We made it to Bodo!!!!!
And we are sat in a cafe, drinking wine, too tired to move or even talk. We gave up trying make lunch with the remainder of the food on board – it’s possible we’re finally tiring of cheese and pickle sandwiches. Who would’ve thought?
We realised we could plot our route on the beer glass
But we did it. Sailed over 900 miles from Hartlepool across the North Sea and then up the West Coast of Norway to Bodo. The last leg was surprisingly easy. I’m not sure if that’s because the conditions were mild or if we’ve adapted to watch systems and the big swell. We made record time for our lovely little boat, averaging 7.1 knots over 38 hours.
We left Friday evening and caught the last of the light as we navigated our way past the islands into the Norwegian Sea. Again, people living on what looked like big, flat, exposed rocks with only ferries connecting them to the mainland. And we discovered whilst sat in Brekstad that the ferries don’t run when the weather is bad.
As we were leaving, Gareth was doing a quick AIS check when he realised we’d been spotted!! Someone had taken a couple off photos of us from the ferry to Brekstad and posted them on the Marine Traffic websiite!!! We were so chuffed. Here’s one of the photos:
As an aside, it’s possible to follow our track using marinetraffic.com. Our call sign to search is MKGY8.
The first day was out to sea again so no sites to speak of. Hardly any birds around either, which we decided was due to the time of year. Unfortunately it was also pretty cloudy, so we didn’t get to see the Northern Lights. This is probably the biggest disappointment for the trip as from now on it will be 24 hour sunlight while we’re here. We did see mountains though. About 100 miles into the journey. Beautiful snow-capped hills scattered right the way up to Bodo, always a new one forming in the distance. Here’s an attempt at capturing the view:
The currents were very strange. There was no clear tidal pattern, just every now and then the current would start to change direction and we would watch the arrow on the electronic chart slowly move 180 degrees. Then just as quickly it would go back to where it started. This would all happen over a period of 30-60 minutes, regardless of our heading and seemingly at random. We couldn’t work it out.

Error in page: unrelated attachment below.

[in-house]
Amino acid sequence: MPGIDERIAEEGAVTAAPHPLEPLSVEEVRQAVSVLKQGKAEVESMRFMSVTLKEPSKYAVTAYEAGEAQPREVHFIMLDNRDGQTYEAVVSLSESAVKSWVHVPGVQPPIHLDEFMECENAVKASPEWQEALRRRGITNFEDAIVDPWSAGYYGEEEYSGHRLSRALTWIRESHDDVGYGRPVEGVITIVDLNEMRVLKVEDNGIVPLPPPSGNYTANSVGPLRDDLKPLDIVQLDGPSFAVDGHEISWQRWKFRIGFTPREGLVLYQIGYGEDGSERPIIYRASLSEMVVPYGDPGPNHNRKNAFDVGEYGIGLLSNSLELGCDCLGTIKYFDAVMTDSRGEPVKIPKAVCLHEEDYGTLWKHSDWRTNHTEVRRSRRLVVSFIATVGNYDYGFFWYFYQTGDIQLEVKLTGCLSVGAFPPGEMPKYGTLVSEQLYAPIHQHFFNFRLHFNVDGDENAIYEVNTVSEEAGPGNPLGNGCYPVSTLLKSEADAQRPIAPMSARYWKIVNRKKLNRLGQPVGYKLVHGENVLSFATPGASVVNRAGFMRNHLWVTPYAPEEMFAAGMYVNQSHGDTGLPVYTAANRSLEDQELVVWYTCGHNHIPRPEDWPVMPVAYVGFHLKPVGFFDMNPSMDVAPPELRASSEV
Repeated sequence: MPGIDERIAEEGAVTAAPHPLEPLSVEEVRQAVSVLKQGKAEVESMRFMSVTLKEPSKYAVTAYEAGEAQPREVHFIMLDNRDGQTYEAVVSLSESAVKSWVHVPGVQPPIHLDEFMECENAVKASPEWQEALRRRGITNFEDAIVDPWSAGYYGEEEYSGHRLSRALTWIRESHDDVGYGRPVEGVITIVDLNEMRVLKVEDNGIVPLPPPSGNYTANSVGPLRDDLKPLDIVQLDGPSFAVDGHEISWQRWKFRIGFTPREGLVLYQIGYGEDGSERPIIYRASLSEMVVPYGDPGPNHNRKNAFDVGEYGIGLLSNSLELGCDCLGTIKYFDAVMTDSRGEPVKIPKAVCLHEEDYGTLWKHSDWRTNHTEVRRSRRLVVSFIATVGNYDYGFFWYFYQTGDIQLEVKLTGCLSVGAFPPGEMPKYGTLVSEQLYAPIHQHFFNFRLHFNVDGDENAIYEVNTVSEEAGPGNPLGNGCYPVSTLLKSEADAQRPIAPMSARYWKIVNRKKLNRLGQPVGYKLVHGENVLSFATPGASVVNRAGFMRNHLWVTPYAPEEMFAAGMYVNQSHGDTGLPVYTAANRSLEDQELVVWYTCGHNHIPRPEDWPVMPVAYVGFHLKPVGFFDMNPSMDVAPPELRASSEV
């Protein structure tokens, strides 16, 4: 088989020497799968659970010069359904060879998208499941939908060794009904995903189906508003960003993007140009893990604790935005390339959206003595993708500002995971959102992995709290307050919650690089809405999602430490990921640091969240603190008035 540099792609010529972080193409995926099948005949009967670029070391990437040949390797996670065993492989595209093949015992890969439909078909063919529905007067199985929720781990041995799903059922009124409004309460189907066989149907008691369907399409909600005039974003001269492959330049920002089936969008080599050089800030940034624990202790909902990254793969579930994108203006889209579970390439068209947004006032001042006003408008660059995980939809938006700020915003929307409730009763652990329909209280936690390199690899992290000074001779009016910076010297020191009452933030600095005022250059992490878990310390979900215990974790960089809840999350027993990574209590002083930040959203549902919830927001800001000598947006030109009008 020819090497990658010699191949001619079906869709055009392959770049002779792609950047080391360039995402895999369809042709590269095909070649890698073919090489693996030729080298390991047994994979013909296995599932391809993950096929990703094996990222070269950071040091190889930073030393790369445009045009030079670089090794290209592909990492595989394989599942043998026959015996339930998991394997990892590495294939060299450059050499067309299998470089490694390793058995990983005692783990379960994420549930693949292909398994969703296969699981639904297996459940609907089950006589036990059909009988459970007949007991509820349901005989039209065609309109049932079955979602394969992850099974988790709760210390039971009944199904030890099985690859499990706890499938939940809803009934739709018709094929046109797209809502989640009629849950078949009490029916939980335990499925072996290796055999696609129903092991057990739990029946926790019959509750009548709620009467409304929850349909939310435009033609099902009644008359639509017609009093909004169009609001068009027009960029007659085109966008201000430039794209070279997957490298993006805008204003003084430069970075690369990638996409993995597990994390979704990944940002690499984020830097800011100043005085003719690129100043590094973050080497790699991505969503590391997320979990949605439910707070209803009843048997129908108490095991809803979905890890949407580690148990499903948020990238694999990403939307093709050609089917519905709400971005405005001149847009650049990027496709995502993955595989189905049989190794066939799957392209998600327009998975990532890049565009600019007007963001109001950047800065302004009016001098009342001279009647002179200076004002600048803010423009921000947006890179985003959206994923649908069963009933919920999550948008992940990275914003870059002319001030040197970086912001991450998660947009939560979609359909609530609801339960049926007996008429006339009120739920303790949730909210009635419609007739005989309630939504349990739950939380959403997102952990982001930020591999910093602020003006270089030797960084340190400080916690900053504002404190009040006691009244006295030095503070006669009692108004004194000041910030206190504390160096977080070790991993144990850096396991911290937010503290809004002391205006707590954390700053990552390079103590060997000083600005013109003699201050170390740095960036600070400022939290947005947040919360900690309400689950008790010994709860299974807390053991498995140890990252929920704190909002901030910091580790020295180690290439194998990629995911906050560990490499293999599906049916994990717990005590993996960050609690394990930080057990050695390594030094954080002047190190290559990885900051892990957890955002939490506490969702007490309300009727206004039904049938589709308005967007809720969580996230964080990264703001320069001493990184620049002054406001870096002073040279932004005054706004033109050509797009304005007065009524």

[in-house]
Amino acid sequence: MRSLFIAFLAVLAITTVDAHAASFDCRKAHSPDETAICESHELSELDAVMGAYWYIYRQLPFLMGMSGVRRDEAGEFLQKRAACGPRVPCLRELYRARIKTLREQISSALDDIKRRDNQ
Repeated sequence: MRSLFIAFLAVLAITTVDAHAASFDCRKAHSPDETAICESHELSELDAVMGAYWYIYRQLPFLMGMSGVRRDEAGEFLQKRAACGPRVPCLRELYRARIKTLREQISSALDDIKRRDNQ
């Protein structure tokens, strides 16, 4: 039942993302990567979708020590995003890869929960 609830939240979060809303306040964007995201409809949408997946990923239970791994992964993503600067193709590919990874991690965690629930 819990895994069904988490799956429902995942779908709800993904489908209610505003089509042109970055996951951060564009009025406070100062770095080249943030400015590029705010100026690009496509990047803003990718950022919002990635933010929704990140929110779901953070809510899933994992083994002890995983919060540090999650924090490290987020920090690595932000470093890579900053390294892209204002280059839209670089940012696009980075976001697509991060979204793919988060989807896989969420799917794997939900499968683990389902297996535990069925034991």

Then there was the most exciting part: Crossing the Arctic Circle!!! 66 degrees 33.9 minutes North this year. We passed over it at around 11:30 pm on Saturday night. We toasted with rum and Gareth paid tribute to King Neptune, requesting that He look after us on our adventures. We also thanked Hal for taking care of us so far. And we did a circle dance to celebrate.
We were officially in the Arctic. In April… Luckily there was no drastic temperature change and we didn’t suddenly start seeing icebergs floating about. Actually the only things that did happen were that the wind died and it started to rain.
We arrived in Bodo around 10:45 am and again had a slew of friendly people helping us out. The Port Officer, Joanna, was absolutely brilliant. She checked us in and showed us how everything worked. She spent ages out in the rain chatting away about various things we needed to arrange. We’d been concerned about customs and she gave us lots of useful information, importantly that everyone was quite relaxed about it.
Our view from the boat for the next few weeks:
Hal tucked up safely in the marina:
While we haven’t spent much (any) time in Bodo, we did learn some very interesting facts about it. And have more than enough to do when we return in June. Firstly, Bodo has more sunlight than anywhere else in the world: being in the Arctic circle there is 24 hour sunlight in the summer. However, due to the tilt of the Earth’s axis and it’s coordinates, it doesn’t get the dark Polar winters as well. The second thing I learned is that just around the corner from Bodo is the world’s most powerful maelstrom. Now I think this translates as whirlpool when used in reference to water. Unfortunately I discovered this when I was reading the pilot guide trying to work out the best route into Bodo. Needless to say I wasn’t enthusiastic about the prospect of motor-sailing against 8 knots of tide. Luckily the Saltstraumen is not part of the pilotage into the marina so we didn’t have any trouble.
Anyway, this is it for now. We’re heading back to London and life for a few weeks. Our next leg is cruising and climbing the Lofoten Islands in June. By this time there will be 24 hour sunlight and hopefully the weather will be more amenable to sailing. We’ve heard people even swim!!
Views from the airplane as we set off:
In the air:
And landing in Oslo:
We’re both looking forward to our beds tonight… What a brilliant start to this adventure!